Attention Needed for Ferry Service
Attention Needed for Ferry Service
The Alameda Sun received a copy of this letter addressed to Mayor Trish Spencer, Vice-Mayor Frank Matarrese and Councilman Tony Daysog.
Dear Mayor Spencer, Vice-Mayor Matarrese and Councilman Daysog:
I normally don’t “get involved” with local politics; I’m busy enough as it is with my work and family. But I am so very frustrated with everything that is not happening for Alameda ferry riders that I’m appealing to you for help, either from the city directly or thru the city’s affiliation with the Water Emergency Transportation Authority (WETA).
I’ve communicated in the past with Vice-Mayor Frank Matarrese and Councilmember Tony Daysog on ferry issues (and met with then-Public Works Director Bill Norton about ideas to save the Harbor Bay service. Those were the days we were flirting with the required 40 percent fare box revenue threshold and a boat workers’ union contract renewal was also on the horizon.
I have lived in Alameda since 1983; our sons grew up here and went through Alameda public schools. I’ve been a regular ferry rider since 1996 and am passionate about the service for a variety of reasons. I worked in the business park for the developer as executive director of the business park owners association in the late 1980s, when the service was being established (initially with a hovercraft).
I’ve also been involved with community support over the years as a Little League coach, Alameda Rotarian of the Year in 1989, a board member and treasurer of the Boy Scout Council in the early ’90s. My wife Susie currently prepares a meal for the Midway Shelter each quarter, along with the $1,000 annual grant I’ve secured from my employer for the shelter. For more than 20 years I’ve functioned as a chief financial officer for several real estate investment, development and management firms based in San Francisco.
I, and every longtime rider I know, are extremely distressed about the lack of consideration for the ridership and the apparent serious absence of foresight and long-term planning that has resulted in the current problems. Further galling is the apparent lack of attention to resolve them. At the same time I’m reading of $45 million committed to development of new maintenance docking facilities (which I have no issue with) and a four-story administration building (which I object to.)
Riders of both Alameda ferry services have horrible parking challenges, inadequate terminals with almost no shelter from the elements and over-crowded boats. It’s really shameful what riders have to put up with. This must embarrass the service providers when compared to “real” commuter ferry operations elsewhere in the country.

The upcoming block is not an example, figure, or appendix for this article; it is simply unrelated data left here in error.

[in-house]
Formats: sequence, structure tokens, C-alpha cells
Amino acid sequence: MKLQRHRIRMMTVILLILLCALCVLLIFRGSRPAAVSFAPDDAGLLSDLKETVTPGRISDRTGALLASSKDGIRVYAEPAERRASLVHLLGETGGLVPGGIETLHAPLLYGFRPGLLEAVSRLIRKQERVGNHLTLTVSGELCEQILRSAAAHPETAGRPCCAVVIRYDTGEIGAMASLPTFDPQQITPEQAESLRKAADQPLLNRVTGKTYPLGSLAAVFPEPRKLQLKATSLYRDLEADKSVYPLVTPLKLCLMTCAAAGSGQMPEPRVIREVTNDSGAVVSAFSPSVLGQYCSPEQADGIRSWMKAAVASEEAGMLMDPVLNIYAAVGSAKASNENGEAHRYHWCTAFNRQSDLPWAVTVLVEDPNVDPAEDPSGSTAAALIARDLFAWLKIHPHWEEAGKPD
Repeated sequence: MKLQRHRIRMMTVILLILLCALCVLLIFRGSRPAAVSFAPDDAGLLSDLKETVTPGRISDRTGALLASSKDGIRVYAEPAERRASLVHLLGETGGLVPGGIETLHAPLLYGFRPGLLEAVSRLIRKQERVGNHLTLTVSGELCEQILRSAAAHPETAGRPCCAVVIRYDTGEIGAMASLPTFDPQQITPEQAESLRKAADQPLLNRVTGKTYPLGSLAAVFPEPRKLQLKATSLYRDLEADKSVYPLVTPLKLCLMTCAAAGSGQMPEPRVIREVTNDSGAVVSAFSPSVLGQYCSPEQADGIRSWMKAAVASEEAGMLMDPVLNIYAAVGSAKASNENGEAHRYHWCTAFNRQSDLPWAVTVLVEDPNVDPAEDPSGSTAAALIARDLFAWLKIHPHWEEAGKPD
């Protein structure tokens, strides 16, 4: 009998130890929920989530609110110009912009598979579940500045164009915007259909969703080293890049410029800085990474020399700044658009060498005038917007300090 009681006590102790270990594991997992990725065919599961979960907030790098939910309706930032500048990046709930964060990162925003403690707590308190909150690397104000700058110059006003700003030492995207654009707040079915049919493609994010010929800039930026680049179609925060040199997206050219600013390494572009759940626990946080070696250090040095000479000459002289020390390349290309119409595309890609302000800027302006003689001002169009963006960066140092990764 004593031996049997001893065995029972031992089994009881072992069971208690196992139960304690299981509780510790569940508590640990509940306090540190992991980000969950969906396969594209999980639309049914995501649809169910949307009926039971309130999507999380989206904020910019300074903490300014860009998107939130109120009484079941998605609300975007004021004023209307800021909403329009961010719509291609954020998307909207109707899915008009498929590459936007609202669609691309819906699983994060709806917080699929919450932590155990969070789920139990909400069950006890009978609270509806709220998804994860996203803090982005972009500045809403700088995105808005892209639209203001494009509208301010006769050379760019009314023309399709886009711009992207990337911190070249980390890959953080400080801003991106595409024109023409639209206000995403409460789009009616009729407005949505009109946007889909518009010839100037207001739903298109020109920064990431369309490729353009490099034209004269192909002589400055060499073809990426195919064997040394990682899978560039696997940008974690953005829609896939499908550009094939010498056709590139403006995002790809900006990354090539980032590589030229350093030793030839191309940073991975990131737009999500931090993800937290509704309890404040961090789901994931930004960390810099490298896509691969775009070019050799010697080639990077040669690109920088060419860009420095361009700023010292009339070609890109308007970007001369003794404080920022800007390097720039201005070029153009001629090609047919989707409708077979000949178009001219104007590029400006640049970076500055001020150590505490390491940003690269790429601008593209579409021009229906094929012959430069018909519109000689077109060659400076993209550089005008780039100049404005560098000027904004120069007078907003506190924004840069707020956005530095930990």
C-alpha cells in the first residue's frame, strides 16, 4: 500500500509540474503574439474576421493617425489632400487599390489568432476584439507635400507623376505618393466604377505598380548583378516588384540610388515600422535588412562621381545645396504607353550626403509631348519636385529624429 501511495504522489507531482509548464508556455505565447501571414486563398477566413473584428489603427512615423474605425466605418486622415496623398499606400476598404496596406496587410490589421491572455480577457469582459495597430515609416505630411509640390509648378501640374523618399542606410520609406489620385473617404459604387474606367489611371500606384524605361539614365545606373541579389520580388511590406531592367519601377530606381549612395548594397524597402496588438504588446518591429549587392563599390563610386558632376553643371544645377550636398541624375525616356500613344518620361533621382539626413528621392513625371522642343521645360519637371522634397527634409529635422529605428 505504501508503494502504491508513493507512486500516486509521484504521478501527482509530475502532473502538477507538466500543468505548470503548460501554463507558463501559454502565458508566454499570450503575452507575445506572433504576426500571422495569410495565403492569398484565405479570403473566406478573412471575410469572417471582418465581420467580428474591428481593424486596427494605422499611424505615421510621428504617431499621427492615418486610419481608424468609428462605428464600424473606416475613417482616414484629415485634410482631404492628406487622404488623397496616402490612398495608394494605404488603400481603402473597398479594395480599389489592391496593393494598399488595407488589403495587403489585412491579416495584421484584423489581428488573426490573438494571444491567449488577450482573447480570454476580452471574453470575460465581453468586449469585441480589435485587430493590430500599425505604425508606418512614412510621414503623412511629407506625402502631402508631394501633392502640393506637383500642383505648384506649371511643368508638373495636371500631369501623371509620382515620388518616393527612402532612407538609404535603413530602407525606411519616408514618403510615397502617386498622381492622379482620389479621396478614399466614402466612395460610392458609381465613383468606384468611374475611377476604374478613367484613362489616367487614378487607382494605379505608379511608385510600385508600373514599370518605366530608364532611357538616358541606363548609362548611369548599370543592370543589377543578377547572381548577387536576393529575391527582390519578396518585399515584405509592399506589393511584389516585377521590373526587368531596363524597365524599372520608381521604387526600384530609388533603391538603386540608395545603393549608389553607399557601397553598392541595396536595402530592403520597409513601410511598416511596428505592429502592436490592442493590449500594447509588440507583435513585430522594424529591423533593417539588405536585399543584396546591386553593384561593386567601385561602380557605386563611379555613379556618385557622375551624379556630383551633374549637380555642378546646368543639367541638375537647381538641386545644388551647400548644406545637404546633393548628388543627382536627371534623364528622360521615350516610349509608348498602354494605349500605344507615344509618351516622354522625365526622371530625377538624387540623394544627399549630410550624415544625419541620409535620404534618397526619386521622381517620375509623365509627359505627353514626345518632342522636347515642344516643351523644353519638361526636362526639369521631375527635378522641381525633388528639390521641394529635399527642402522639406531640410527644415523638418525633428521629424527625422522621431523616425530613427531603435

The Harbor Bay ferry terminal and parking have been unimproved since they were originally developed, even though the ridership has ballooned to the point that there is now only one vessel (The Peralta, with a 263-passenger capacity) that can accommodate more than 250 riders on the San Francisco peak run over (at 7:30 a.m.) and back (at 5:30 p.m.).
The Peralta is almost full now and soon will be leaving passengers behind). The parking at Harbor Bay is maxed out for the 7:30 a.m. run with riders parking on the street for that run and no spaces at all left for the hundreds of passengers who need to park for the 8:30 a.m. departure. I will never understand why the city gave the adjacent land to a developer years ago. Riders voiced this exact concern when it happened.
I also don’t understand why WETA says it can’t afford to either purchase or lease some of that land for parking and terminal expansion) while building nice, new accommodations for administrators. I find this a total mystery and, frankly, insulting. If the idea is to discourage ridership, then the plan will work. Forcing riders to line up outside in the rain and wind during winter storms after foraging for parking in the neighborhoods and then trekking to the dock. This is the same sad story at Alameda Gateway.
I spoke briefly with Mayor Spencer at a forum held at Bay Farm Elementary School last spring. I recall that the WETA rep promised release of a comprehensive plan last June. It’s now January (almost February), and we have yet to see the plan. It remains very unclear who is ultimately responsible as the city and WETA each point the finger at the other when it comes to providing adequate parking.
The city representatives suggested adding a few spaces along one or two nearby streets or even further away in the business park, ideas that are neither practical nor adequate for the current need, let alone addressing growth. The only solution that riders at the meeting felt was practical was making use of that empty adjacent land — seems so logical, and hearing the response at that meeting that the agency was too poor to secure it was laughable and pitiful at the same time.
Mayor Spencer, Vice-Mayor Matarrese and Councilman Daysog, I invite you to visit the Harbor Bay terminal one rainy morning and see what the riders “enjoy” these days. (Lines begin to form about 20 minutes before departures and stretch way down the pathway toward the lonely building at the far end of the vacant land.) One would think that providing boats with capacity for future growth, facilities that shelter ridership now and into the future and adequate parking to accommodate current and growing needs would be a priority.
I am more than happy to discuss this further if you have questions, comments or suggestions and, again, all the Alameda ferry riders can use some help.